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  • \$\begingroup\$ You are correct, this is supposed to be a single supply 12v, and the -12v label is misleading or simply incorrect. The original schematic clarifies its the LM324 op-amp. The test point 4 means that you connect the +12v to pin 4 on the LM324. The other connection point from the GND should be to pin 11 on the LM324 which is labeled in the original schematic, but the pin 11 label is missing in the reproduced schematic which I posted above. Thank you for your help! \$\endgroup\$
    – Nate Houk
    Sep 19 '19 at 20:56
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1 and 2) I read that as chassis ground symbol, so negative supply pin is just connected to a metal chassis. This and the fact that the op amps do not use ground as reference but it is biased to half of the input supply pins would suggest that this is a single supply device so it needs single 12V supply and 0V ground, not dual +/- 12V supplies.

3) In general, no. You would have to know what this filter is for and what parameters of the op-amp are important for the circuit operation. If this is from the ARRL handbook, then this is for audio I suppose and it uses LM324 which is pretty generic. And pin numbering must match, but in general quad op-amps have matching pinouts these days.

4) It says 12V on the circuit, not 15V. And based on 1&2, this circuit needs +12V only, not -12v.

5) They are not test points, it just shows the supply input connections to op-amp supply pins 4 and 11, but here the label 11 is missing.

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The most important assumption not shown is what voltages are used by the OA V+,V-.

The certainty is that the midpoint between the external , DC V+,V- inputs shown will become the DC output of all Op Amps with a null input. The input and the notch out are AC coupled, the latter of which is dubious for the reason of blocking DC only on this output.

The missing assumptions for 0V and OA Supply and lack of specs , makes this schematic incomplete.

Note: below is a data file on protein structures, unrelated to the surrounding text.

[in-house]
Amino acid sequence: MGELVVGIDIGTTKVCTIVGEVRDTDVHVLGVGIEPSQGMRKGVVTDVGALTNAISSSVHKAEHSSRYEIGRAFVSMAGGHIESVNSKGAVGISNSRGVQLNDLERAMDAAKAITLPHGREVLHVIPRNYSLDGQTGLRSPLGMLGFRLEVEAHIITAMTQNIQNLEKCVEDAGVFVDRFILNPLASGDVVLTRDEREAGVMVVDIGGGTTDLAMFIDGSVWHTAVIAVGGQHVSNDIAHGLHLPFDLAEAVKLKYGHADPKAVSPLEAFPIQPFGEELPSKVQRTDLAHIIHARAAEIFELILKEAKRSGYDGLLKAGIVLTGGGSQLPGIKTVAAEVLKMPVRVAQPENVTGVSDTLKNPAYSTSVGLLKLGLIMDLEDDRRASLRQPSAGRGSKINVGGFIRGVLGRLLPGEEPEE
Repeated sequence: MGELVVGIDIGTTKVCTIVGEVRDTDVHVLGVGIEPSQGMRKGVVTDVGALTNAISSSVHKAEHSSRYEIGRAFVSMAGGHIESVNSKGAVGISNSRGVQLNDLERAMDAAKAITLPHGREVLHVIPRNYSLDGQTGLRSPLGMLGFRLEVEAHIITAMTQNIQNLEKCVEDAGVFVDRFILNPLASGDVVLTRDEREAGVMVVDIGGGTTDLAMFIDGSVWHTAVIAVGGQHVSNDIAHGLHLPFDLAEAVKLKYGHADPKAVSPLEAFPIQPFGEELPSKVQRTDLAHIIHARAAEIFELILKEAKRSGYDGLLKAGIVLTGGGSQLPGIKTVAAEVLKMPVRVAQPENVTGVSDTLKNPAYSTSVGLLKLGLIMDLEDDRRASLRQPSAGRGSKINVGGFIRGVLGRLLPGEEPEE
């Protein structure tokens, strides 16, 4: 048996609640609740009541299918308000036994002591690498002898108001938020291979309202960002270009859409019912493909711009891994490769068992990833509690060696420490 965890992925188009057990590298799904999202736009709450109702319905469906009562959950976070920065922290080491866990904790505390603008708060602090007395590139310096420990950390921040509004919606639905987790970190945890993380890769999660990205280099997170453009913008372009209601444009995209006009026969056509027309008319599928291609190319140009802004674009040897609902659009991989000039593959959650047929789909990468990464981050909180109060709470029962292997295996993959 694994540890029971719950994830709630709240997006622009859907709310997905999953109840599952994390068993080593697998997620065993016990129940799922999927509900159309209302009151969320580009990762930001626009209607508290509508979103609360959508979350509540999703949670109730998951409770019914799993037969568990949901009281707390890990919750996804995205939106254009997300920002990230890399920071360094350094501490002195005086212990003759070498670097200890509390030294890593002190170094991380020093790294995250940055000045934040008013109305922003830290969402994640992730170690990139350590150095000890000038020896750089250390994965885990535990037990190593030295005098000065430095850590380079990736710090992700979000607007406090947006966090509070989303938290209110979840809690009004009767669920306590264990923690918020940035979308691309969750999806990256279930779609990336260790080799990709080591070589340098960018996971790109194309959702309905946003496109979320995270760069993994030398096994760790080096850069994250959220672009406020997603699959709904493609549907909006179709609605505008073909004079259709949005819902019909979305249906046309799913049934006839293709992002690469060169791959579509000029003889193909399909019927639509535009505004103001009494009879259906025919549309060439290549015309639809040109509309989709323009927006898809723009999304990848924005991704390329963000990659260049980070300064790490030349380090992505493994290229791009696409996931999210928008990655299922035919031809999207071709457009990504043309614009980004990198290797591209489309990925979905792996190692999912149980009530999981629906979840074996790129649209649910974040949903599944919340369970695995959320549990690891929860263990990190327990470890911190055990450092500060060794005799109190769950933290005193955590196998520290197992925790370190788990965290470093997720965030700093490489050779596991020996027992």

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I breadboarded this up and after a couple false starts, I finally have some answers:

1) Connecting -12v and +12v causes it to start smoking. So the schematic is wrong labeling it as -12v. Don't do this.

2) Connecting it up with +12v and 0v (GND) works perfectly! They should remove the -12v label as it is simply incorrect, it is actually just 0V and GND, NOT -12v. This schematic is also missing a label #11 on the lower GND input, which is the negative supply for the op-amp. The op-amps are supplied by pin #4 and #11. I am assuming they incorrectly labeled it -12v because usually the op-amps are dual-rail, but in this case they are powered by just +12v/0v (single supply). The op-amp is the LM324 as indicated on the original schematic and text which can be found at https://www.americanradiohistory.com/Archive-DX/Ham%20Radio/70s/Ham-Radio-197802.pdf on page 70 (page 72 in PDF). Thanks to @SamGibson for finding the original schematic.

So for anyone else looking at this schematic, the -12v is wrong and should be marked 0v.

This is a great little filter.

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  • \$\begingroup\$ Shouldn't smoke unless you connect the ground externally though. \$\endgroup\$
    – pipe
    Sep 19 '19 at 21:11